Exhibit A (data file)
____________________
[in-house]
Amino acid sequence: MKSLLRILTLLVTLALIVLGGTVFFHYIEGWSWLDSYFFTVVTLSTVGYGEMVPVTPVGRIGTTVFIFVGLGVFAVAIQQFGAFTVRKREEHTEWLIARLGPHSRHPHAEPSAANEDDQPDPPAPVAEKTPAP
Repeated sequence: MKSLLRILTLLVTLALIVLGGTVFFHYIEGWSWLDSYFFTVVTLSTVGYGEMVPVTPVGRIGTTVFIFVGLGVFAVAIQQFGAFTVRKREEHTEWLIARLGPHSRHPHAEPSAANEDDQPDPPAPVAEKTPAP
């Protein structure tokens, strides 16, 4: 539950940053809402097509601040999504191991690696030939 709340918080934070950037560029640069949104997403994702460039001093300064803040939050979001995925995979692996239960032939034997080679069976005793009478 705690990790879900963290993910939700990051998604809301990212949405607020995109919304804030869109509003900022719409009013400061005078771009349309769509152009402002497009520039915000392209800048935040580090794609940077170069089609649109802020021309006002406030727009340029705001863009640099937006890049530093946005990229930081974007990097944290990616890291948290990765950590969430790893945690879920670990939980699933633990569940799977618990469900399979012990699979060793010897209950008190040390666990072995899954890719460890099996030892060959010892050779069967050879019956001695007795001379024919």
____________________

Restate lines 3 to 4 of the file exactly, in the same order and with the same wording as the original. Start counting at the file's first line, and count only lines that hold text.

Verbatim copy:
Repeated sequence: MKSLLRILTLLVTLALIVLGGTVFFHYIEGWSWLDSYFFTVVTLSTVGYGEMVPVTPVGRIGTTVFIFVGLGVFAVAIQQFGAFTVRKREEHTEWLIARLGPHSRHPHAEPSAANEDDQPDPPAPVAEKTPAP
């Protein structure tokens, strides 16, 4: 539950940053809402097509601040999504191991690696030939 709340918080934070950037560029640069949104997403994702460039001093300064803040939050979001995925995979692996239960032939034997080679069976005793009478 705690990790879900963290993910939700990051998604809301990212949405607020995109919304804030869109509003900022719409009013400061005078771009349309769509152009402002497009520039915000392209800048935040580090794609940077170069089609649109802020021309006002406030727009340029705001863009640099937006890049530093946005990229930081974007990097944290990616890291948290990765950590969430790893945690879920670990939980699933633990569940799977618990469900399979012990699979060793010897209950008190040390666990072995899954890719460890099996030892060959010892050779069967050879019956001695007795001379024919």